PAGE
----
Something I've pondered occasionally keeps coming back as I read through @burr740
's excellent thread here and @Saxa Tilly
's rotala kill tank over at the Barr Report - does it make any sense to attempt to feed plants via "under substrate feeding"? "sub-substrate feeding"?
I'm considering trying an experiment to see if if would be possible to inject liquid ferts under the gravel, allowing them to slowly filter through the substrate and to the roots via osmosis. Presumably some amount will also get into the water column, but there would be more at the roots. I know, I know...just use dirt...aquasoil, etc. But there are plenty of cons including the mess and the (relatively) limited lifespan. There's also O+ or root tabs in an inert sub - less mess, but those also run out.
I'm thinking of setting up a test tank. Retrofitting something like an old undergravel filter, overlaying it with a fine mesh, running a few tubes from peristaltic pumps underneath, then layering over the whole thing with some extra Flourite I have laying around. One of those dual TDS meters with one line underneath the sub in the UGF and one line in the main tank should tell me how quickly the ferts injected under the sub end up in equilibrium with the water column. Assuming it's relatively slow (a day or two?), that would mean that the roots in a heavily planted tank would have a reasonable "first dibs" period. With the right balance, theoretically you could have a setup with an indefinite life span, with no mess, that shares many of the same advantages of a dirted/aquasoil tank.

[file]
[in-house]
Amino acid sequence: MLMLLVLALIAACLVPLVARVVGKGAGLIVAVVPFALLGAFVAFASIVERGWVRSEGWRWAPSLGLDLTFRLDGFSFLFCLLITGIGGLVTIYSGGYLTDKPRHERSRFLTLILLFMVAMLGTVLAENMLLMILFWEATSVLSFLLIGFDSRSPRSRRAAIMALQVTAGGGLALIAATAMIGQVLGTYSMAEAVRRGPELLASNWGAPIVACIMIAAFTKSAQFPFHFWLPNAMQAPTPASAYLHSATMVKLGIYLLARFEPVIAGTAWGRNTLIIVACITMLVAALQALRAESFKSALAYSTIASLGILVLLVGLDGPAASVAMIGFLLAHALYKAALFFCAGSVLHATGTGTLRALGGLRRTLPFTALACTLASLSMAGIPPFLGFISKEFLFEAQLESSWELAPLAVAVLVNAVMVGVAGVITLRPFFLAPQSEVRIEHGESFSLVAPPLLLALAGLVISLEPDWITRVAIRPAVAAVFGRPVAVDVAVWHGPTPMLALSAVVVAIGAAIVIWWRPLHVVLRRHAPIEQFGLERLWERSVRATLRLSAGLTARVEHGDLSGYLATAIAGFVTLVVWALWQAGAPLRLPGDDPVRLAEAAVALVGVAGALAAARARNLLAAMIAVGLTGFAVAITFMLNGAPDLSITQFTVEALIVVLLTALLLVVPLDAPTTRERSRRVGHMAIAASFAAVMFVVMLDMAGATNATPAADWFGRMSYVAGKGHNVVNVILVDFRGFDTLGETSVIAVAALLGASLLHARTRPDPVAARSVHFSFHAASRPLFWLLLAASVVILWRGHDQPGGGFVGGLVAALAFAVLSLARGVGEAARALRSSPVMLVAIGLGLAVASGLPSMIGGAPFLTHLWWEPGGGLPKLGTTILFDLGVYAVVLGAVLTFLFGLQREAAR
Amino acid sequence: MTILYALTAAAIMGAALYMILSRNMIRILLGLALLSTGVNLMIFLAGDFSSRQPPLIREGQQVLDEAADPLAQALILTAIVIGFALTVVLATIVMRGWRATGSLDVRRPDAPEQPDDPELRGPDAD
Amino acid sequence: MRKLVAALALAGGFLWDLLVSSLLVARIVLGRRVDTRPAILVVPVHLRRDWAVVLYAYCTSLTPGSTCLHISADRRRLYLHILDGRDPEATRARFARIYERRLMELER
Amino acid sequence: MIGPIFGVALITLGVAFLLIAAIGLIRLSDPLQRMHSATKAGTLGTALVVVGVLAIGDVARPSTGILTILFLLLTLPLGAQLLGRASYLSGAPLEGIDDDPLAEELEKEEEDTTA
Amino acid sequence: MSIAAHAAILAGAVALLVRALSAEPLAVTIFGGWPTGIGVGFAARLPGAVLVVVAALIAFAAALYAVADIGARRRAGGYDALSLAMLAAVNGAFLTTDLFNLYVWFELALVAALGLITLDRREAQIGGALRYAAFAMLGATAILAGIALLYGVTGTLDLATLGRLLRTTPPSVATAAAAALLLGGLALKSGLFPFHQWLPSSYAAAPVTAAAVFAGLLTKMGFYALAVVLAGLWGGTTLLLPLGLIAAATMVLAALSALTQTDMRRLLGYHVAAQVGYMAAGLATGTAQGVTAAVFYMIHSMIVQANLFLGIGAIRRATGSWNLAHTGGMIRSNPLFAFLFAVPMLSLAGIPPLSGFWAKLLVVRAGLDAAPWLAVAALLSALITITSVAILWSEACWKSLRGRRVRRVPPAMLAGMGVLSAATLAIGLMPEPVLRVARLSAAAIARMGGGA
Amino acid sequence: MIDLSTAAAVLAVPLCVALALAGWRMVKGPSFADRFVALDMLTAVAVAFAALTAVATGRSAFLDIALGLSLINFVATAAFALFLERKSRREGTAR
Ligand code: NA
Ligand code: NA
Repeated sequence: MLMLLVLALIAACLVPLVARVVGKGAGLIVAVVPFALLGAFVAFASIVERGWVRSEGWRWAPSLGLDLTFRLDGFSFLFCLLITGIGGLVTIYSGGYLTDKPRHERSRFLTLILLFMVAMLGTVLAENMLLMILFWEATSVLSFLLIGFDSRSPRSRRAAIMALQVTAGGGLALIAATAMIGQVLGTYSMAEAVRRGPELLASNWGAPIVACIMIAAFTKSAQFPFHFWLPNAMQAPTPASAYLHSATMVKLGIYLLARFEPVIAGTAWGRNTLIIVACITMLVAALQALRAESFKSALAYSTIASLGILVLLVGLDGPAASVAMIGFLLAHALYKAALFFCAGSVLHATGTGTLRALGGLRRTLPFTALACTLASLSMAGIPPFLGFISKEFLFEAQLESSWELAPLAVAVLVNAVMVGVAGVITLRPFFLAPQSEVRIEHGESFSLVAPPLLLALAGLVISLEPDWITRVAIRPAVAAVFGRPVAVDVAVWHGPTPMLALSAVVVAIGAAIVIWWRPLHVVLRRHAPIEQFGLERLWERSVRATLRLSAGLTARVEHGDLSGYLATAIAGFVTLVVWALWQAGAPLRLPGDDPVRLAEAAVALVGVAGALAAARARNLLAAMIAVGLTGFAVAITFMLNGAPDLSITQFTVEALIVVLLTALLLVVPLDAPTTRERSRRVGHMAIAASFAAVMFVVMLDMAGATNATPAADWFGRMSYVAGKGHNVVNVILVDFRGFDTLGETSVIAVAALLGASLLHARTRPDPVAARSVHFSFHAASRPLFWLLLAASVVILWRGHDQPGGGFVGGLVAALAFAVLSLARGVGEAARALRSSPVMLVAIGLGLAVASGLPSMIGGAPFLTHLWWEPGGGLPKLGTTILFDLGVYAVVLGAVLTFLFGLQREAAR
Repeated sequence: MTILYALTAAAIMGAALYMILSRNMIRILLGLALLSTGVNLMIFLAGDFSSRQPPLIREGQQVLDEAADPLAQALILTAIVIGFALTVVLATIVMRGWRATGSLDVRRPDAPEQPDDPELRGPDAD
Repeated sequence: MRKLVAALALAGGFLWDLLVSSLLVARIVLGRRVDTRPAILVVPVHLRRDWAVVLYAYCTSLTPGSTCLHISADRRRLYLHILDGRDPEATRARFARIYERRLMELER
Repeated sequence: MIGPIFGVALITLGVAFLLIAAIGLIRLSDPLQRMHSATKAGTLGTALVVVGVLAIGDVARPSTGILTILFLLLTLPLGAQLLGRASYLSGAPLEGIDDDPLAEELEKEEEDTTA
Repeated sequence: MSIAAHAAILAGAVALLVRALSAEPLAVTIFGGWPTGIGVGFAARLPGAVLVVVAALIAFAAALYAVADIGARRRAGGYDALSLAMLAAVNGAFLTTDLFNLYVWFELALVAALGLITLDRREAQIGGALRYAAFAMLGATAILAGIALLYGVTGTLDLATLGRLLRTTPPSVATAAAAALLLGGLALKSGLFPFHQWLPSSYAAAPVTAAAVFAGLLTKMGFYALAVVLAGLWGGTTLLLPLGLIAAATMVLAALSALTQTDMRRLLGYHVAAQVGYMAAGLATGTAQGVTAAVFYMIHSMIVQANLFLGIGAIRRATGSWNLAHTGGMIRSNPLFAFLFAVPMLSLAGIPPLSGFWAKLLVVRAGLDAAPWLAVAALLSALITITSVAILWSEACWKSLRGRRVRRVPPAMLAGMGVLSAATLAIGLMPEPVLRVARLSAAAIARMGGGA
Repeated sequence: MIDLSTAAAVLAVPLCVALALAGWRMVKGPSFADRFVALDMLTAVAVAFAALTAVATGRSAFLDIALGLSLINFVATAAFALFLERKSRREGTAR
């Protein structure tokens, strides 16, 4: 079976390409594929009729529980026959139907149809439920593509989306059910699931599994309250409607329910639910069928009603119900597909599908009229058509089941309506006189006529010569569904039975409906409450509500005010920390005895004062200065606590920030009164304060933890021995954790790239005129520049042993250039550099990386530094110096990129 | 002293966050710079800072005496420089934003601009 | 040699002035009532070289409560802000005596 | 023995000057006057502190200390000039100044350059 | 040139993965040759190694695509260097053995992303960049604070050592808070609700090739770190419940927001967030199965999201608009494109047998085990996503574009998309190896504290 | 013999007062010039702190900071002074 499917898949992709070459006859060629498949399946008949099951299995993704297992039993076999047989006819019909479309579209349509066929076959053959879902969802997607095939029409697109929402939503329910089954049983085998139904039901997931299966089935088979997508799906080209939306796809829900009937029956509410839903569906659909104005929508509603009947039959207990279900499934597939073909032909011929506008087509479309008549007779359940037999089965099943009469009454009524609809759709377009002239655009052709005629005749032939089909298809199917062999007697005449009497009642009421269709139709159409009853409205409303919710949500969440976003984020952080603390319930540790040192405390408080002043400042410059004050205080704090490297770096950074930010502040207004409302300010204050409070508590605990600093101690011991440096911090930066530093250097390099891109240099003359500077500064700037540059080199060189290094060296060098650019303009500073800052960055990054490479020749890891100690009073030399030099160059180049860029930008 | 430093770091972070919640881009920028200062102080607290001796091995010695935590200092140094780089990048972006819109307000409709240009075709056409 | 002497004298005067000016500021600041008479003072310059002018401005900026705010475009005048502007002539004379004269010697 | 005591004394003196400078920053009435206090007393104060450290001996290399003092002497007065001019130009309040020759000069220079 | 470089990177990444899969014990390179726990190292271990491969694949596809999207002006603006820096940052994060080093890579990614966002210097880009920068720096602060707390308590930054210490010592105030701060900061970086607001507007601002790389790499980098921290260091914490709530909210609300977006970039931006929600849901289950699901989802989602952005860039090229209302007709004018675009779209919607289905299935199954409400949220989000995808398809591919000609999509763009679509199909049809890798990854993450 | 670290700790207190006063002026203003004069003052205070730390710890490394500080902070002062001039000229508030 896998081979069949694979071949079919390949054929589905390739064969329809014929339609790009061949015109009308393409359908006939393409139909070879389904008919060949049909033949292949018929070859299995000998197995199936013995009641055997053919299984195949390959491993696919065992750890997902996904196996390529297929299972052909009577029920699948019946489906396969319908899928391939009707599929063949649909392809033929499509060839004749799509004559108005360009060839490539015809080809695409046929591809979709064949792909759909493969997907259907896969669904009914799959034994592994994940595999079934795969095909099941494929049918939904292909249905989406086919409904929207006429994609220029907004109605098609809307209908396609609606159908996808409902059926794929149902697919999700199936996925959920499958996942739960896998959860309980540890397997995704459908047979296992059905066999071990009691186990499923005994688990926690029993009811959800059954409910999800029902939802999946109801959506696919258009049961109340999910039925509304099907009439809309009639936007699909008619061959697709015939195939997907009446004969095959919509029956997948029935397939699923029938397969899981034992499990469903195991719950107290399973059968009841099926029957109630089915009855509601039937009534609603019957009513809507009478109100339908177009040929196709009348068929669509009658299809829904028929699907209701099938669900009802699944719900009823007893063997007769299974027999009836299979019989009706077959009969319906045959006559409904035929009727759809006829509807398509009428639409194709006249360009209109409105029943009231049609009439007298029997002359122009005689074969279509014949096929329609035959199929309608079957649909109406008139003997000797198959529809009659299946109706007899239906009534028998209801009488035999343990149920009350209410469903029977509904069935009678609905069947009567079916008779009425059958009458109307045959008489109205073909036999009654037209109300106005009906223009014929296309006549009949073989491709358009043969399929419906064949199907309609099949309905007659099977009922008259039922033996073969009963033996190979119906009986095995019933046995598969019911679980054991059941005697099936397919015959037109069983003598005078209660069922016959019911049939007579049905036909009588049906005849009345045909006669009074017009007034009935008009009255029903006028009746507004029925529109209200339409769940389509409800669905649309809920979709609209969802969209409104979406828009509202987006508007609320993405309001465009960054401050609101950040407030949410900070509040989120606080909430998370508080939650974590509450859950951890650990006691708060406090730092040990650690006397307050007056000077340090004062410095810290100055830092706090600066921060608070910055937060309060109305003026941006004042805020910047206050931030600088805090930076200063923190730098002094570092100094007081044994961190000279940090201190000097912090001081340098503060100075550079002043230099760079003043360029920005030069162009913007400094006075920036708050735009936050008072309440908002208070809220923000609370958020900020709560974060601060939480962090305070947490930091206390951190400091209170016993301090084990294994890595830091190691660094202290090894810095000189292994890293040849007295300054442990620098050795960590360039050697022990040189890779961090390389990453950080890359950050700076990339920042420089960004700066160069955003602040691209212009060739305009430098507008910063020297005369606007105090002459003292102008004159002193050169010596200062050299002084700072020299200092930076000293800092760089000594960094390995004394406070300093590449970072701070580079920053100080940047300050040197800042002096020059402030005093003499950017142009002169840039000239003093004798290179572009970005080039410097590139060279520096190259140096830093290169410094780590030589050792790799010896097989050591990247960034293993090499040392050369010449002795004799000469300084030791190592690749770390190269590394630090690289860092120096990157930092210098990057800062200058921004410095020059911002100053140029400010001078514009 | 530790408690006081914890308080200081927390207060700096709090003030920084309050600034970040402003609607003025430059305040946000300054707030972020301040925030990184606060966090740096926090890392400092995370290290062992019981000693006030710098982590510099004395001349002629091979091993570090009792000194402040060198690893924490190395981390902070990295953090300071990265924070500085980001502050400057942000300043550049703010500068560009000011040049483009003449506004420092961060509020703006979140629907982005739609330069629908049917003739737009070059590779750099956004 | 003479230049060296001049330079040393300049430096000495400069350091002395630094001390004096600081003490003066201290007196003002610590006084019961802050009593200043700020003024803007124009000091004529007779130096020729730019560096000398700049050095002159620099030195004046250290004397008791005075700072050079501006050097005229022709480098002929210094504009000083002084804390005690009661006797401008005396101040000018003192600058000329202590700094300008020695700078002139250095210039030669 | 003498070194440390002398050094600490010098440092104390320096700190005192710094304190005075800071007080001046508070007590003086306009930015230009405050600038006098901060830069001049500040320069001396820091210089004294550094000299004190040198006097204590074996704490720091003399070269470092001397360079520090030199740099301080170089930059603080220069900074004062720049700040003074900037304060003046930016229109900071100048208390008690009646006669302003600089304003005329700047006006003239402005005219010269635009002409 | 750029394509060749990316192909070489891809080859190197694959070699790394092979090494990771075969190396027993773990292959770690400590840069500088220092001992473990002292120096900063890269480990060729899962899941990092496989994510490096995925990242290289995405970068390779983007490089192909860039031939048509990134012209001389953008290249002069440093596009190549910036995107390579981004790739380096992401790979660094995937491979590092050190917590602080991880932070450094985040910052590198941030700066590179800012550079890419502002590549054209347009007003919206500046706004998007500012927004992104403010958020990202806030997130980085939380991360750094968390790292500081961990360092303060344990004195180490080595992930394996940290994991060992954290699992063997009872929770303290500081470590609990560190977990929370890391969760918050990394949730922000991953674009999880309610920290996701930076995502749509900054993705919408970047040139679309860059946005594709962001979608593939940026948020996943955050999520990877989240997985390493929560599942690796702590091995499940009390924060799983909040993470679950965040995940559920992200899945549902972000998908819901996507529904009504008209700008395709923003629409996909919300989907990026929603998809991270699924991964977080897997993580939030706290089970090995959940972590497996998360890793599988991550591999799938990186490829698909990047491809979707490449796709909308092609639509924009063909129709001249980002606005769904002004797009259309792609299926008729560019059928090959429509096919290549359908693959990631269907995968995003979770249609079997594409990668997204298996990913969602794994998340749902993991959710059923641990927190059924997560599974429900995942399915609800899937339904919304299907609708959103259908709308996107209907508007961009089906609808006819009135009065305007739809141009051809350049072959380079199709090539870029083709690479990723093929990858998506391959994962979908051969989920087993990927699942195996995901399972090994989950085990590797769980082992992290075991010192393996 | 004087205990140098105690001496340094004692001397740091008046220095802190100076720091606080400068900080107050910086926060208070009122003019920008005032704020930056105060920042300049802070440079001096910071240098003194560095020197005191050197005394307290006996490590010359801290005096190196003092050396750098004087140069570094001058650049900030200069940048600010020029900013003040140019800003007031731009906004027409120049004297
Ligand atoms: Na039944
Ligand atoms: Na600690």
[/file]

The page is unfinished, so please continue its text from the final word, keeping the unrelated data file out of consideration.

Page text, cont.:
Anyone know if anything like this has been done you could point me to? Any obvious reasons why this is dumb? One thing I know I need to test out is whether a peristaltic pump can handle the head associated with pumping underwater.
Thanks for any insight you have!